Forty-four senators asked Attorney General Edwin Meese III yesterday to consider indictment of Palestine Liberation Organization chairman Yasser Arafat for the murders of two U.S. diplomats on May 2, 1973.

However, senior Justice Department officials have tentatively concluded no prosecution should be brought because the United States does not have legal jurisdiction to indict Arafat in the case, according to department sources. They said no final decision has been made.

According to a letter to Meese from Sens. Frank R. Lautenberg (D-N.J.) and Charles E. Grassley (R-Iowa), evidence collected by the Justice Department indicates that Arafat may have ordered the killings of Cleo Noel, U.S. ambassador to the Sudan, and Charge d'Affaires G. Curtis Moore.

The department's criminal division has been examining charges that Arafat ordered the assassinations. Some Jewish organizations have urged an indictment.

But department sources said officials have concluded that the United States probably lacks legal authority to indict Arafat for acts committed in another country. While laws passed over the last decade have increased the department's authority to prosecute terrorist killings of Americans abroad, the sources said, officials determined that they could not apply those laws retroactively to the 1973 murders.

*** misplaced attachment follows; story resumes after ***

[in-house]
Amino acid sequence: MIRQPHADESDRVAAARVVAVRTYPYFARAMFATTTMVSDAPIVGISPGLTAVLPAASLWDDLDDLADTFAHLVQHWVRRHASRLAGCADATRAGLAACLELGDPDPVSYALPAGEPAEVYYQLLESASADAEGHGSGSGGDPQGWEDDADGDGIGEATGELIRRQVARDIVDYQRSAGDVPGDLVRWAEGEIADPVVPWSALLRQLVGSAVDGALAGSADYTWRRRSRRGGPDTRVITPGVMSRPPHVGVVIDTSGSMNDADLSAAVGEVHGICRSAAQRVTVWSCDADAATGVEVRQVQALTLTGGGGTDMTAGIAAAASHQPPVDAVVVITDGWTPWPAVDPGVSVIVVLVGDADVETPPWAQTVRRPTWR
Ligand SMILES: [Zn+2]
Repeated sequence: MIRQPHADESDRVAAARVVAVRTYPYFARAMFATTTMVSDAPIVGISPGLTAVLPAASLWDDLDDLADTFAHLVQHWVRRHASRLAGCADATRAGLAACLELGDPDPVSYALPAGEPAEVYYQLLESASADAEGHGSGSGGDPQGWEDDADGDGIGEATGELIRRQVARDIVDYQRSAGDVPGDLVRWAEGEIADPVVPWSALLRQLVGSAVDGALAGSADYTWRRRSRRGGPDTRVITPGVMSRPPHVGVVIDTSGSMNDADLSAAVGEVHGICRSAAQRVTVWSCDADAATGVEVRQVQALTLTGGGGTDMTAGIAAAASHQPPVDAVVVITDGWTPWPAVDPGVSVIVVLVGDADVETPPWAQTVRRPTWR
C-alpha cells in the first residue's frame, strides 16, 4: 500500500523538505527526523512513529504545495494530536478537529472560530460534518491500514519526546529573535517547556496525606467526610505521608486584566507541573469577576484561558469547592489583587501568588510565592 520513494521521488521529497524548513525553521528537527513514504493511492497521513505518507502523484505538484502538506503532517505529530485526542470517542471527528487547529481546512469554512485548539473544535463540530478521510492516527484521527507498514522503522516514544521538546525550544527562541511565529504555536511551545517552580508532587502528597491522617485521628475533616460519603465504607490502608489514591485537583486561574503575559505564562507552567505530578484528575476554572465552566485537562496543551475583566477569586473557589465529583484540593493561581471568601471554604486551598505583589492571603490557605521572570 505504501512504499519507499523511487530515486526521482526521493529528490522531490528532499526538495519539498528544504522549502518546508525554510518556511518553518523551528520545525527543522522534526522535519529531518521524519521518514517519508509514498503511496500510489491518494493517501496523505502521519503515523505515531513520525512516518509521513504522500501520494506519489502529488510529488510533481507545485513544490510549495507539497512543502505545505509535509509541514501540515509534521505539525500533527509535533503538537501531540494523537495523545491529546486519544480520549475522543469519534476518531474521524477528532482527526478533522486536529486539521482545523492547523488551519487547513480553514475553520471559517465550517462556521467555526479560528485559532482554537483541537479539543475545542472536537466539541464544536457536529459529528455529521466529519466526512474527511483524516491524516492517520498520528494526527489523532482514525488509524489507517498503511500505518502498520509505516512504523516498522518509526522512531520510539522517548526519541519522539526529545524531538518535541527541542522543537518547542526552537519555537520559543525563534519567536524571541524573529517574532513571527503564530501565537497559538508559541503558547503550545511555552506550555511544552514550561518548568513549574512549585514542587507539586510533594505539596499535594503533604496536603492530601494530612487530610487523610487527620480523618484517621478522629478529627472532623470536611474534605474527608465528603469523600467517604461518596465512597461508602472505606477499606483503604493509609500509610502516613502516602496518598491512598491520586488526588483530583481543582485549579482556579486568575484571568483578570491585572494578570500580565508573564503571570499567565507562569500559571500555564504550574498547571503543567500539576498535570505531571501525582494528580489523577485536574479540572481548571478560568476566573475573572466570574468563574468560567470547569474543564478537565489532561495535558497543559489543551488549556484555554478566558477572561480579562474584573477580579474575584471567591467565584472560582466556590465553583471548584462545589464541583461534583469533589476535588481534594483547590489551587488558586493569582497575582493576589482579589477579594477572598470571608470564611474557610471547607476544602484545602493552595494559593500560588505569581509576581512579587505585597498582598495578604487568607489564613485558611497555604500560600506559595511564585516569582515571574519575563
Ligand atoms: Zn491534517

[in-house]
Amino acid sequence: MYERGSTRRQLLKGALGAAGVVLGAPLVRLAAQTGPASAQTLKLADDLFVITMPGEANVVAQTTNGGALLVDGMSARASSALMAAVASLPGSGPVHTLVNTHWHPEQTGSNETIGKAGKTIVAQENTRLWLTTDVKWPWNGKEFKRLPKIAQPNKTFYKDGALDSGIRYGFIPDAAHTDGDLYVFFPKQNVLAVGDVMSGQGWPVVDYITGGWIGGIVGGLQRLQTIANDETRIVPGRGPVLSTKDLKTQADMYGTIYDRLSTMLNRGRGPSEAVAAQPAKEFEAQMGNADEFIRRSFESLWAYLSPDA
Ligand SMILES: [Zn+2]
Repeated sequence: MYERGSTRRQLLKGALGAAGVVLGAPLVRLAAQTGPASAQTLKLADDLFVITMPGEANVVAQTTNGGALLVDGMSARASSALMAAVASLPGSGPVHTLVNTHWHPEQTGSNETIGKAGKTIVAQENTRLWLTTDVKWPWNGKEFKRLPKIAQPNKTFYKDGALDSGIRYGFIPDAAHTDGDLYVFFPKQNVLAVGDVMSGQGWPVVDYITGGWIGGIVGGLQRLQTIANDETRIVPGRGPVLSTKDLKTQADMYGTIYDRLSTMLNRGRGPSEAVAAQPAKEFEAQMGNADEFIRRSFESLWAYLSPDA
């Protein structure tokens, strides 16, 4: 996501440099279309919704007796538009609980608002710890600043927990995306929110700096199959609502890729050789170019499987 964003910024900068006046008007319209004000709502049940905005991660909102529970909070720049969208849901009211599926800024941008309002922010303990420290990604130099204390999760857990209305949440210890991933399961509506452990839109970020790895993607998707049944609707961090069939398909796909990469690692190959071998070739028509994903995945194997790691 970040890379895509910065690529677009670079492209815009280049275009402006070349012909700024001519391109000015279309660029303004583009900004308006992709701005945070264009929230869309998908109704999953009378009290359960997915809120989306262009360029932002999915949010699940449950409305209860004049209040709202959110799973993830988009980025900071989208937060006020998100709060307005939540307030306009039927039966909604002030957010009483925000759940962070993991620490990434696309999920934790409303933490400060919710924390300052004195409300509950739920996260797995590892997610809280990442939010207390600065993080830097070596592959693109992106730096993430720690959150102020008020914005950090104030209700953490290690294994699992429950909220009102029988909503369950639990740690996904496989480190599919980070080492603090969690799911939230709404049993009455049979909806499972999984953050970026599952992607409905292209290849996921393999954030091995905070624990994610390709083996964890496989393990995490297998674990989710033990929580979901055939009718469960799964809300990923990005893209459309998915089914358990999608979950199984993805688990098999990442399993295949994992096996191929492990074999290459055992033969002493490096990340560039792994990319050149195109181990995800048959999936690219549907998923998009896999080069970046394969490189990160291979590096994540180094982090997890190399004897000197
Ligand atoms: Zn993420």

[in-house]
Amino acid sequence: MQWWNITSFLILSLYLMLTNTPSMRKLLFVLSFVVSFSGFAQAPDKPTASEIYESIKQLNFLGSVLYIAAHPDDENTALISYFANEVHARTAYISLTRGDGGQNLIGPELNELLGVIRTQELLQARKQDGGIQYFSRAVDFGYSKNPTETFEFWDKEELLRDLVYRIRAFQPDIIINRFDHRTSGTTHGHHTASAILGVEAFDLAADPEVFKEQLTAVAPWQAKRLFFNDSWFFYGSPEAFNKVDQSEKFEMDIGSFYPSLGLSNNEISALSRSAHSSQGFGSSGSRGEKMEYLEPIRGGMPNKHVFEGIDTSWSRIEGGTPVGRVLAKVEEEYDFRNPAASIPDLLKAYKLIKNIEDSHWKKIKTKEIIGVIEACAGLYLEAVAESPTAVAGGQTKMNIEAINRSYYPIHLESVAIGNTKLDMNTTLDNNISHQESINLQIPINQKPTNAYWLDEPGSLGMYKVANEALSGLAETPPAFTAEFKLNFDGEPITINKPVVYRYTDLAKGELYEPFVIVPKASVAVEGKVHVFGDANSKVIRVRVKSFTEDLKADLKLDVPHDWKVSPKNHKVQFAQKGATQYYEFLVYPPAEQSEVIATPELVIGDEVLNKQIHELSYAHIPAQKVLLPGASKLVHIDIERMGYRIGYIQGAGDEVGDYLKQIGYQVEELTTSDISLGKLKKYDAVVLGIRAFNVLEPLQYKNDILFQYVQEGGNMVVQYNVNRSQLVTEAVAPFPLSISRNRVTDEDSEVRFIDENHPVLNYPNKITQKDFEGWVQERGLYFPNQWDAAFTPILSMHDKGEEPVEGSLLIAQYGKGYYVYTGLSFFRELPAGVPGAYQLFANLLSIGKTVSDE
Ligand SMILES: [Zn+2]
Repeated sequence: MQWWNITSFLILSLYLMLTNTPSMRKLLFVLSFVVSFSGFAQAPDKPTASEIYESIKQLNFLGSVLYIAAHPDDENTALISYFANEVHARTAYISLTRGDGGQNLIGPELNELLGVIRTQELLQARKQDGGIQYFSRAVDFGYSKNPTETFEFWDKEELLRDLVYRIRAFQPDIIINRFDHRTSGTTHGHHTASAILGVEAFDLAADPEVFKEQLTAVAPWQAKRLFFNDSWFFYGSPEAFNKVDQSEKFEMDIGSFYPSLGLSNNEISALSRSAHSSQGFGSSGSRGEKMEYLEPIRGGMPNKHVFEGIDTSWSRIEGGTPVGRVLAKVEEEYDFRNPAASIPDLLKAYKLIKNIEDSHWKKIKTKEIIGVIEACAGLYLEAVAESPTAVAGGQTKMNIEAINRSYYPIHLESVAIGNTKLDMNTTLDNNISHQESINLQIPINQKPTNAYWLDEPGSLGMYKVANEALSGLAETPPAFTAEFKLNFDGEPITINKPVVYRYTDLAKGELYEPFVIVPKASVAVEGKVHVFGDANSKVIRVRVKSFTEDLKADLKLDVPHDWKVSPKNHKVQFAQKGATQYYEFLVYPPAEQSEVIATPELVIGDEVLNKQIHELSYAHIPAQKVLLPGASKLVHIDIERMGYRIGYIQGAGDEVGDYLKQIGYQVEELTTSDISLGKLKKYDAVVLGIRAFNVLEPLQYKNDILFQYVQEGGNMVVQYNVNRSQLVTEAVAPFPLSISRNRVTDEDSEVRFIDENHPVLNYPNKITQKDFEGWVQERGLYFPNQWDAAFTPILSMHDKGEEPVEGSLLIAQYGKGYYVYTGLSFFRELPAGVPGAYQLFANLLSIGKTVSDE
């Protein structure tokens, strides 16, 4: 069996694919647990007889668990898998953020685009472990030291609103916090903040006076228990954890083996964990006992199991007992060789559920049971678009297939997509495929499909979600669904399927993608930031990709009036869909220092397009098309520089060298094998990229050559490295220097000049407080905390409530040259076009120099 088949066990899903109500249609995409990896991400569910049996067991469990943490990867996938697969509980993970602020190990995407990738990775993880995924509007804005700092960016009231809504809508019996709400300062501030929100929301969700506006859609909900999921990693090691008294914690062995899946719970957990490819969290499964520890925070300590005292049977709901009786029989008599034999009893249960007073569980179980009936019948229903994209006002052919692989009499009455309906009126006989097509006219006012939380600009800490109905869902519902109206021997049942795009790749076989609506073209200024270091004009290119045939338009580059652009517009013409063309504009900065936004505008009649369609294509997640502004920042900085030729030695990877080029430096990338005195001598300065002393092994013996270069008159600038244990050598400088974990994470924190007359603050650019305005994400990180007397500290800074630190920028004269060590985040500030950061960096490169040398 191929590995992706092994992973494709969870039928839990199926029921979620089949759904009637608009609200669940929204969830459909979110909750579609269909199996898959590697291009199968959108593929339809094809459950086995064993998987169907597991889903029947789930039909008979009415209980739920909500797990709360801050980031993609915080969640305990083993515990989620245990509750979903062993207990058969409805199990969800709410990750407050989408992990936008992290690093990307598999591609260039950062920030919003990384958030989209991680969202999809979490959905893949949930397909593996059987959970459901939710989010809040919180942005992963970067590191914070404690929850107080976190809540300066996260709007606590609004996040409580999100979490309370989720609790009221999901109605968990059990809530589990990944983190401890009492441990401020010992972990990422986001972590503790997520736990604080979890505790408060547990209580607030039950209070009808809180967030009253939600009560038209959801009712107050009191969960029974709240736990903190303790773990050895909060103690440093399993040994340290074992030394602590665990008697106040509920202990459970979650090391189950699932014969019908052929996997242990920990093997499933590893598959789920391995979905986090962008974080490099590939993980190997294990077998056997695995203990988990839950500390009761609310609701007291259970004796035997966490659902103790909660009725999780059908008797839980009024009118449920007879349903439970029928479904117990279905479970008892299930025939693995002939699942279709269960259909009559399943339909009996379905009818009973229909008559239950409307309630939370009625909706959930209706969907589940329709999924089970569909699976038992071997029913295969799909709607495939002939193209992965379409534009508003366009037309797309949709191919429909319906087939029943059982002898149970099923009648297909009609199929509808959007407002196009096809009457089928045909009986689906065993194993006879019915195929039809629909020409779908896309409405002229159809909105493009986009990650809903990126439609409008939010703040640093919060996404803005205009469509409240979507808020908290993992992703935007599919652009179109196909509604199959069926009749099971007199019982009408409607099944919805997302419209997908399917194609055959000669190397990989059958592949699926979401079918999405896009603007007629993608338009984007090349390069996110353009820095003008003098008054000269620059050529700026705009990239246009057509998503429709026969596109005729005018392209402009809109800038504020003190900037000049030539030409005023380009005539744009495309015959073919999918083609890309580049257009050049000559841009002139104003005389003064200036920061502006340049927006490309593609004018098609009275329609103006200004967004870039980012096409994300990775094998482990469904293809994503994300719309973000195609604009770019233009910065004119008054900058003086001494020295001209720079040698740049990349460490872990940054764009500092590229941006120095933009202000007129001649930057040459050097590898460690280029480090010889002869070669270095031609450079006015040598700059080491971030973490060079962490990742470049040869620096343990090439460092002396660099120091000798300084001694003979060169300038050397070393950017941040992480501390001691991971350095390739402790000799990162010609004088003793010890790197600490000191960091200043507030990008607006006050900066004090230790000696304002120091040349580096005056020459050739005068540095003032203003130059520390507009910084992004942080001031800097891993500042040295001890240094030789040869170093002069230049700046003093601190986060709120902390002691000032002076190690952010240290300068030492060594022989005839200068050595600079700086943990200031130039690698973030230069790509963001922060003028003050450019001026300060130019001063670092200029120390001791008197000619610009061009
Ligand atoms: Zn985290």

Noel, Moore and Belgian diplomat Guy Eid were shot to death by eight terrorists who seized the Saudi Arabian Embassy in the Sudanese capital, Khartoum. The terrorists, calling for release of Robert F. Kennedy's killer, Sirhan Sirhan, later surrendered and were identified as members of Black September, a PLO fringe group.

In a letter signed by 42 colleagues, Lautenberg and Grassley cited newspaper reports alleging that Arafat was in the Black September radio command center in Beirut when the killings were ordered. Although the senators said it remains unclear whether Arafat instructed the terrorists by radio, the newspaper reports said he offered congratulations after the executions.

The senators also cited reports that U.S. officials have a copy of a tape recording in which Arafat or someone in the PLO command post ordered the murders by radio. "These allegations, if substantiated, leave little doubt that a warrant for Arafat's arrest should be issued," they said.

But department sources said officials there have been unable to confirm the tape's existence.